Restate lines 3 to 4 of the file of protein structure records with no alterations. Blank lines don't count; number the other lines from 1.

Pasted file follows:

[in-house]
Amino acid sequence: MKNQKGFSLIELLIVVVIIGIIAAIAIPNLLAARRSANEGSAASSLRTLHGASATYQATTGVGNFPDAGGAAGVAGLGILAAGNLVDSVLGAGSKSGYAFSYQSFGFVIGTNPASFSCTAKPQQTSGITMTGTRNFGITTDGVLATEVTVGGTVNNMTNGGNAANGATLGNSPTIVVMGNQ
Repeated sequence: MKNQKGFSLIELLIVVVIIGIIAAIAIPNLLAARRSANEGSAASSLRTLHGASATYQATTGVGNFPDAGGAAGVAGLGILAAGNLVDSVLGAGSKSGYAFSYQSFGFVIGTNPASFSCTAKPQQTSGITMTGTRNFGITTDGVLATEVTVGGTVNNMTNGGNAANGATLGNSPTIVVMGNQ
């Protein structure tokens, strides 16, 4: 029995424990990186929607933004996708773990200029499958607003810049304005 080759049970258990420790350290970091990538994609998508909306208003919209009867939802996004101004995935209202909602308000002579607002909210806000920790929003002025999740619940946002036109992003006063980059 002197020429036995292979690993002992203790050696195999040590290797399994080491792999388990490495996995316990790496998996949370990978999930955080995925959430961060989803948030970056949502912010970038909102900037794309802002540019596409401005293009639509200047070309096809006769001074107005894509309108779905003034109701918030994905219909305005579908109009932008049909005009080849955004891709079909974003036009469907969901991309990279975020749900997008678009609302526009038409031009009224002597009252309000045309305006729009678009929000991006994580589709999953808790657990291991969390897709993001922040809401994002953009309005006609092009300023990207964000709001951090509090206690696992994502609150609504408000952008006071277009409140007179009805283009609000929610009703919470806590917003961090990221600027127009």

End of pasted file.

Repeated sequence: MKNQKGFSLIELLIVVVIIGIIAAIAIPNLLAARRSANEGSAASSLRTLHGASATYQATTGVGNFPDAGGAAGVAGLGILAAGNLVDSVLGAGSKSGYAFSYQSFGFVIGTNPASFSCTAKPQQTSGITMTGTRNFGITTDGVLATEVTVGGTVNNMTNGGNAANGATLGNSPTIVVMGNQ
């Protein structure tokens, strides 16, 4: 029995424990990186929607933004996708773990200029499958607003810049304005 080759049970258990420790350290970091990538994609998508909306208003919209009867939802996004101004995935209202909602308000002579607002909210806000920790929003002025999740619940946002036109992003006063980059 002197020429036995292979690993002992203790050696195999040590290797399994080491792999388990490495996995316990790496998996949370990978999930955080995925959430961060989803948030970056949502912010970038909102900037794309802002540019596409401005293009639509200047070309096809006769001074107005894509309108779905003034109701918030994905219909305005579908109009932008049909005009080849955004891709079909974003036009469907969901991309990279975020749900997008678009609302526009038409031009009224002597009252309000045309305006729009678009929000991006994580589709999953808790657990291991969390897709993001922040809401994002953009309005006609092009300023990207964000709001951090509090206690696992994502609150609504408000952008006071277009409140007179009805283009609000929610009703919470806590917003961090990221600027127009």